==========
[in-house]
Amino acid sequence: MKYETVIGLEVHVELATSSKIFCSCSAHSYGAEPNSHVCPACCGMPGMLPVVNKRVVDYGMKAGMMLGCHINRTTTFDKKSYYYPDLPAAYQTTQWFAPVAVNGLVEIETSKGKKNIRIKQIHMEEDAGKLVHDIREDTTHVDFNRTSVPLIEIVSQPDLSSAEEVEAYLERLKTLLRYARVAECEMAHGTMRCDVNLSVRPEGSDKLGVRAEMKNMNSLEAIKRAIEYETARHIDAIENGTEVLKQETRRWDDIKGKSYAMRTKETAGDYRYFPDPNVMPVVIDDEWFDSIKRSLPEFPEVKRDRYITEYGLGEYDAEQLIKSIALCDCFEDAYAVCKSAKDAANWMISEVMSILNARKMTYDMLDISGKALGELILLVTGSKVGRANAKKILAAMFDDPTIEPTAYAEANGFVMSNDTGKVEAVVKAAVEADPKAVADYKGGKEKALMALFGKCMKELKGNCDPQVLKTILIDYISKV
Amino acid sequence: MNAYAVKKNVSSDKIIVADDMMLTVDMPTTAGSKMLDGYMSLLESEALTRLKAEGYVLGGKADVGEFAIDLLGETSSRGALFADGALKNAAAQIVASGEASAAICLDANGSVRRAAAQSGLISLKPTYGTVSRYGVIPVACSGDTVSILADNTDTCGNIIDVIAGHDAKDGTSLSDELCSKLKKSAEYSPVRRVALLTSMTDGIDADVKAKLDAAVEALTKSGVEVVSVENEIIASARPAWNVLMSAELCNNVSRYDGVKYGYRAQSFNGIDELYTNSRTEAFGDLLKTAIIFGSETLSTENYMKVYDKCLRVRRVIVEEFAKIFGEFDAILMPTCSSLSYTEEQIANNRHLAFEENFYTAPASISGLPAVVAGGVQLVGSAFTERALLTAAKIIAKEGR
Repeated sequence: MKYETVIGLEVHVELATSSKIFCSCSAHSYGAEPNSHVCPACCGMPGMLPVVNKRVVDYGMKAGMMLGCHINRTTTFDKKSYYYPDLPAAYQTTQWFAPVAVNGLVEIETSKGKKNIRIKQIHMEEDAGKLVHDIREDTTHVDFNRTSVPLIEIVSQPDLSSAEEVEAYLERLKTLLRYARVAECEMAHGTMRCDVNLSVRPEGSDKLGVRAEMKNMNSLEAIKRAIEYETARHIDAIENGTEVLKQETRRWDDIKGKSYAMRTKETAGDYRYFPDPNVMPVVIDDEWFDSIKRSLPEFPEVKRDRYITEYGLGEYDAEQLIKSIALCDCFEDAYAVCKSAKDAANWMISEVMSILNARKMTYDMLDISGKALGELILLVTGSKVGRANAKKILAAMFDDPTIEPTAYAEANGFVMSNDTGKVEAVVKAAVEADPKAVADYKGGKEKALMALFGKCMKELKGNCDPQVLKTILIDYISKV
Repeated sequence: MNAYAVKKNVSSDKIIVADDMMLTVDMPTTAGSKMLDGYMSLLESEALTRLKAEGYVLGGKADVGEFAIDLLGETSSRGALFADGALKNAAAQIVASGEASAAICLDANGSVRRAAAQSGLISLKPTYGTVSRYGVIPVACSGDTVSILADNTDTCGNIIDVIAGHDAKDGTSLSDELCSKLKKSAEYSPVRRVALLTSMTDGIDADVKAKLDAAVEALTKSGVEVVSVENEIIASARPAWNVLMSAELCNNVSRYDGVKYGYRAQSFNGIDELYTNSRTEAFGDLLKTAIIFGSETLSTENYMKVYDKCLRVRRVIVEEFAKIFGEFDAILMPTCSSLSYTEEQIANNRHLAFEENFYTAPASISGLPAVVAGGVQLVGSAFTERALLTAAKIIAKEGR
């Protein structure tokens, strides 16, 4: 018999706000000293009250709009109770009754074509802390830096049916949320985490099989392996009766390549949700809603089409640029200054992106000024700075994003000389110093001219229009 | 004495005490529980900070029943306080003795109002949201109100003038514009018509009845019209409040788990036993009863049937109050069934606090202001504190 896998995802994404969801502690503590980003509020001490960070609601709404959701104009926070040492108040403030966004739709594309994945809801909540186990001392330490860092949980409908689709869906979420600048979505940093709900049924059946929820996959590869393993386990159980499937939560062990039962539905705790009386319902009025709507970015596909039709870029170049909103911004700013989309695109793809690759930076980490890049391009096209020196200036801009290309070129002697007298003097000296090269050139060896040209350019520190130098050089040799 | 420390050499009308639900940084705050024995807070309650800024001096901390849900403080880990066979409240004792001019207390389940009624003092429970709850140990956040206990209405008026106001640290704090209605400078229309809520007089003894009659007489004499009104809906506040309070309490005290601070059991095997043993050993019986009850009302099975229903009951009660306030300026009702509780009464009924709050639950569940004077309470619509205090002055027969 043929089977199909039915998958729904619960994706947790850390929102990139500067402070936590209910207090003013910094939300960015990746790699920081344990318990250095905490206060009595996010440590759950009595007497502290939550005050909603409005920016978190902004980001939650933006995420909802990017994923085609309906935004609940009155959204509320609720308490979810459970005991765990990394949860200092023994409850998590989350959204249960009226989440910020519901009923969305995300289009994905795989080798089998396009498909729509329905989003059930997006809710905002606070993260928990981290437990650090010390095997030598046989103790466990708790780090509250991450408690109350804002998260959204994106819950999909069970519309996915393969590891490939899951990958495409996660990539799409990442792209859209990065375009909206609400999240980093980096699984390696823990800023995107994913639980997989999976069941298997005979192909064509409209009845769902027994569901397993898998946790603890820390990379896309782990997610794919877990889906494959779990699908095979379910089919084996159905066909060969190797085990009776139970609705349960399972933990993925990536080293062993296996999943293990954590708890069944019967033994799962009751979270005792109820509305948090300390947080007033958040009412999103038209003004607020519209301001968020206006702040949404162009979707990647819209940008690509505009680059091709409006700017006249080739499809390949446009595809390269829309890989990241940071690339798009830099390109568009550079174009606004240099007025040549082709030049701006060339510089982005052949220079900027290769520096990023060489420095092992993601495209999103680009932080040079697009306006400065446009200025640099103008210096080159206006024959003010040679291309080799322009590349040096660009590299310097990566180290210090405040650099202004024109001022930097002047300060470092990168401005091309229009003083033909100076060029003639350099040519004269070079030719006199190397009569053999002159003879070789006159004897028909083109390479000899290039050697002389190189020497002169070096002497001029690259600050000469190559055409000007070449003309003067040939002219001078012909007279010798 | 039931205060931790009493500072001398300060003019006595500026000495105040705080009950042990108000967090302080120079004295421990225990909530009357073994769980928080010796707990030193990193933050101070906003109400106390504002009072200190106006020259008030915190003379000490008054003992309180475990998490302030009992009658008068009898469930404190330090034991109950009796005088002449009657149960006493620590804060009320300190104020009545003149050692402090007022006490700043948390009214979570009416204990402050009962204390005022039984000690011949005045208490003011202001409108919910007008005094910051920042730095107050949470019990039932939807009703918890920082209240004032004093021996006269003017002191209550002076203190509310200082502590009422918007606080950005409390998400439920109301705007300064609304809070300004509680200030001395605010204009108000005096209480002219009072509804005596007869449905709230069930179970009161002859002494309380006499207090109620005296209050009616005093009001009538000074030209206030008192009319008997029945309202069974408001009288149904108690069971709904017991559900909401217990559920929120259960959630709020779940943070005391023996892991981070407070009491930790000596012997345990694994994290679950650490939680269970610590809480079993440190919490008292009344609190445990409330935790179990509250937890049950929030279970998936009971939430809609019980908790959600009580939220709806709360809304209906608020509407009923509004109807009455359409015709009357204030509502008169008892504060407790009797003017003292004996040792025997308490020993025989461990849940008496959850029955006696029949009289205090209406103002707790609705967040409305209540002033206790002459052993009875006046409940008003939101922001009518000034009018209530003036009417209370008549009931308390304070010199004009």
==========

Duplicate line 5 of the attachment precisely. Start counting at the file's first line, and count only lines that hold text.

Repeated sequence: MNAYAVKKNVSSDKIIVADDMMLTVDMPTTAGSKMLDGYMSLLESEALTRLKAEGYVLGGKADVGEFAIDLLGETSSRGALFADGALKNAAAQIVASGEASAAICLDANGSVRRAAAQSGLISLKPTYGTVSRYGVIPVACSGDTVSILADNTDTCGNIIDVIAGHDAKDGTSLSDELCSKLKKSAEYSPVRRVALLTSMTDGIDADVKAKLDAAVEALTKSGVEVVSVENEIIASARPAWNVLMSAELCNNVSRYDGVKYGYRAQSFNGIDELYTNSRTEAFGDLLKTAIIFGSETLSTENYMKVYDKCLRVRRVIVEEFAKIFGEFDAILMPTCSSLSYTEEQIANNRHLAFEENFYTAPASISGLPAVVAGGVQLVGSAFTERALLTAAKIIAKEGR